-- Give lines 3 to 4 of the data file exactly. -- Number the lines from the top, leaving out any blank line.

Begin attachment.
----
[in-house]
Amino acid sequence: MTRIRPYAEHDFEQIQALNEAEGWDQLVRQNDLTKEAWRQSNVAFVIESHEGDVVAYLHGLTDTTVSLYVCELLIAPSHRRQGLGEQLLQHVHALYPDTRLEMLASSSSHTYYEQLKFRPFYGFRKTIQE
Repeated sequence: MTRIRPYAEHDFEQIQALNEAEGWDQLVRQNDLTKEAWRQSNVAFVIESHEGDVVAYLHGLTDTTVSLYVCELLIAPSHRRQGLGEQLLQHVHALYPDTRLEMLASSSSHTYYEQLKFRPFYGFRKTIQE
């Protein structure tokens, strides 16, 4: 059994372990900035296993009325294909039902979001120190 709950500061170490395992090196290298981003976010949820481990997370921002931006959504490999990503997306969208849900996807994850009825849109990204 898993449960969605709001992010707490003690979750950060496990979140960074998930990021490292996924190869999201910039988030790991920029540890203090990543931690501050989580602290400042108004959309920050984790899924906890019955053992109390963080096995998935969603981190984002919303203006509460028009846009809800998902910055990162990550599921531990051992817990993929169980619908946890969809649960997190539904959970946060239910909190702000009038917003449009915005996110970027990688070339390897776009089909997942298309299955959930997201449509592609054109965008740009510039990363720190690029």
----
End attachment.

Repeated sequence: MTRIRPYAEHDFEQIQALNEAEGWDQLVRQNDLTKEAWRQSNVAFVIESHEGDVVAYLHGLTDTTVSLYVCELLIAPSHRRQGLGEQLLQHVHALYPDTRLEMLASSSSHTYYEQLKFRPFYGFRKTIQE
């Protein structure tokens, strides 16, 4: 059994372990900035296993009325294909039902979001120190 709950500061170490395992090196290298981003976010949820481990997370921002931006959504490999990503997306969208849900996807994850009825849109990204 898993449960969605709001992010707490003690979750950060496990979140960074998930990021490292996924190869999201910039988030790991920029540890203090990543931690501050989580602290400042108004959309920050984790899924906890019955053992109390963080096995998935969603981190984002919303203006509460028009846009809800998902910055990162990550599921531990051992817990993929169980619908946890969809649960997190539904959970946060239910909190702000009038917003449009915005996110970027990688070339390897776009089909997942298309299955959930997201449509592609054109965008740009510039990363720190690029």